1. Anonymous
      March 31, 2017

      How about

      Tory is renamed Labour

      UKIP is renamed Tory

      Because that’s how far left the whole political spectrum has been dragged since Blair and Mrs May’s ‘nasty party’ speech in response to him.

      Nowadays people with pretty normal opinions are being called ‘extremists’.

      That’s a big reason why I voted for Brexit.

      I wanted to snatch the *centre ground* back from your grubby mitts. You insulted me but forgot to take my vote away first.

      Big mistake. HUGE.

  40. Bryan Harris
    March 30, 2017

    I tend to agree that UKIP started as a protest organisation, but many see it now as a legitimate party, that will fight elections and win seats.

    TBH I do not understand the attitude of the Tories to UKIP – they should be encouraging another right of centre party, not ignoring it. They should make it welcome. OK it will steal some Tory votes, but that is not the point.

    Just look at the make up of Parliament – it is full of socalists, save for the vast majority of Tory MP’s… Now look at how this make up helps the socialists. As voters get tired of one party they have the Greens, Libdems or Labour to switch to…. When voters get hacked off with the Tories they have no alternative but to go with the socialists.

    By having a sister right of centre party, like UKIP, it would mean that we would be able to keep a decent right of centre in power…. rather than the constant swing bang back to labour.

    So, please – To all Tory MP’s – Welcome your sister party and enjoy more time in government.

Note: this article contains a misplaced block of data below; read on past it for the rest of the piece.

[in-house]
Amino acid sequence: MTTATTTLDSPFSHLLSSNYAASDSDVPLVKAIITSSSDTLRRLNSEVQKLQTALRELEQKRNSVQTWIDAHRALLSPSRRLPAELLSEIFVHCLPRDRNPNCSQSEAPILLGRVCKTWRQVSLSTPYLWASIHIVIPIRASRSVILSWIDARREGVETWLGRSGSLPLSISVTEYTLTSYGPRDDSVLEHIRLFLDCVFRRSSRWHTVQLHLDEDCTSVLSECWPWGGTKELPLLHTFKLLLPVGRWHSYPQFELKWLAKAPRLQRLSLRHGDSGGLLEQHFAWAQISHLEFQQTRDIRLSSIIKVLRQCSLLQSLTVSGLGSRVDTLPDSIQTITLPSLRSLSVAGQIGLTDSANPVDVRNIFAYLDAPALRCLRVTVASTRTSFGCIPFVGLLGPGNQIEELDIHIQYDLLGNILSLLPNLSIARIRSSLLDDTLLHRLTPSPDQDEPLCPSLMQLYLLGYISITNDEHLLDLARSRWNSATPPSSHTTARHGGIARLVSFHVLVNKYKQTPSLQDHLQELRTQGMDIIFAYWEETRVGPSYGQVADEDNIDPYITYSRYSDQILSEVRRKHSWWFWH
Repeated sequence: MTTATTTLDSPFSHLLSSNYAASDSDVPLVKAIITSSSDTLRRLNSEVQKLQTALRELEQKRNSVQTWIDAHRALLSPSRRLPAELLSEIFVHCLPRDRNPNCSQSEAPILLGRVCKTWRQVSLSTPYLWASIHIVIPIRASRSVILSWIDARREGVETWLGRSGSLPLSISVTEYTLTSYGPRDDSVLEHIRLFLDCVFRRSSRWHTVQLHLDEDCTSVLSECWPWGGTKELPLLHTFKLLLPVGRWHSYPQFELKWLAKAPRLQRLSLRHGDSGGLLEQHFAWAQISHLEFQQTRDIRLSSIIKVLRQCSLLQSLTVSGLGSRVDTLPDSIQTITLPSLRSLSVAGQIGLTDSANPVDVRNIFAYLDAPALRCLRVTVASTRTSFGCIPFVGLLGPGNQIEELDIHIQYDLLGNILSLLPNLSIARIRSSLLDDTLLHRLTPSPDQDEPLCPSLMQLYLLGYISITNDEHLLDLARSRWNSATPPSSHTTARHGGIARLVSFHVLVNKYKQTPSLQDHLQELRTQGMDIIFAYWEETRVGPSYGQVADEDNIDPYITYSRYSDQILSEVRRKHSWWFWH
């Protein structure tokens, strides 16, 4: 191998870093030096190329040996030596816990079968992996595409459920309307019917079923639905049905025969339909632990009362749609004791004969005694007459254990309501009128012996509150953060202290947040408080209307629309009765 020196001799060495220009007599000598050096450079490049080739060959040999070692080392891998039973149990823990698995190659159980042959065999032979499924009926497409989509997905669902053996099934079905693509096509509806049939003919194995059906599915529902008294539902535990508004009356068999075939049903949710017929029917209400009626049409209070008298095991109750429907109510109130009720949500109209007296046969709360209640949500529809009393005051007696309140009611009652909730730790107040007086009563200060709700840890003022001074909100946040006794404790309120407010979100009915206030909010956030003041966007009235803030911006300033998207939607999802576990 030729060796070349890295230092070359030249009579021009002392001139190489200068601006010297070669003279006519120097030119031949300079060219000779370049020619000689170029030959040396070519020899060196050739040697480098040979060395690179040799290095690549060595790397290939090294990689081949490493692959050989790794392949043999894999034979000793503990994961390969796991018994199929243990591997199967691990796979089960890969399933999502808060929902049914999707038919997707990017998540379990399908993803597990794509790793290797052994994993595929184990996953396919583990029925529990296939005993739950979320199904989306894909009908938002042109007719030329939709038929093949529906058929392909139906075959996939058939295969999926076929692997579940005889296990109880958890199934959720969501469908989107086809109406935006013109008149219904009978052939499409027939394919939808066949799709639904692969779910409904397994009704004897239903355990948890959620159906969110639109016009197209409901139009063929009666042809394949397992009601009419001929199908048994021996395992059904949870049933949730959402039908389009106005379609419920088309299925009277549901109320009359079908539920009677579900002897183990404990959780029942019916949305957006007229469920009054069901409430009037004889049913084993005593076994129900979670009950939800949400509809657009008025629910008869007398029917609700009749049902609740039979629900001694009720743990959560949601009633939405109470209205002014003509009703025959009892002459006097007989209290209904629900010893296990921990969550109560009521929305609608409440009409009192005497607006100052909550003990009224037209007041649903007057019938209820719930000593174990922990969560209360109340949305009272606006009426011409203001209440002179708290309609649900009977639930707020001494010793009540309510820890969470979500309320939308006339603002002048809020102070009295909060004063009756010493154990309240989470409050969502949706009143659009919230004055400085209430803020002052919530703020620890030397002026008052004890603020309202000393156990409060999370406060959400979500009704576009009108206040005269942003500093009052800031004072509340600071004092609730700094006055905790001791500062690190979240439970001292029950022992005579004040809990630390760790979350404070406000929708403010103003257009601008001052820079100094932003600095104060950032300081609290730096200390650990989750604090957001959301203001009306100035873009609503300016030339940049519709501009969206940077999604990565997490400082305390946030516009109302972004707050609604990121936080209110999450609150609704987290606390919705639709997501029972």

41. BOF
    March 30, 2017

    The question that must be asked is whether Douglas Carswell has a role to play in ANY party.
    On the question of whether to resign his seat and stand again, his principles appear ‘flexible’.

    Considering the dire state of the Labour Party and the dire attitude of the Lib Dems, there certainly is a place for UKIP until complete withdrawal from the EU is done and dusted.
    Perhaps after that they could sensibly become the United Kingdom Party and start with their excellent party manifesto from the last GE. There are many areas in which the Conservative Party fail, e.g. HS2, Hinckly C, tax reform, support for armed services, greencrap, Foreign Aid etc. etc. These are areas where the other parties also fail the electorate, so yes UKIP (or UKP) still has a role to play.

  42. forthurst
    March 30, 2017

    Mr Carswell has not jumped ship because he was never on board in the first place. He only joined UKIP to prevent himself being ousted at the 2015 election by a genuine UKIP candidate in the most Eurosceptic seat in the country. Most people in UKIP are neither surprised nor saddened by his departure.

    There is absolutely a need for a political party which puts the interests of the people of this country before the spivs who financially support the Tory Party. The people of this country do not like and have never liked mass immigration and clearly voted against it at the Referendum, yet the Tory Party is still talking about drawing in significant numbers of workers from the EU and has made little headway in controlling the massive influx of people from outside the EU.

    JR likes to big up nationalist movements on the Continent but fails to credit that need here. He knows perfectly well that his own party was in favour of the EU before the Referendum, meaning belonging to a future EU superstate, and that CMD, who was elected by the whole Tory Party, would like that superstate to extend to the Urals.

    How nationalists in this country will go forward post the decision to leave the EU is not as yet clear; Arron Banks has announced the formation of the Patriotic Alliance, modelled operationally on the Five Star movement in Italy. It remains to be seen how popular and effective it is in practice and how its existence will affect UKIP and their supporters.

  43. pete
    March 30, 2017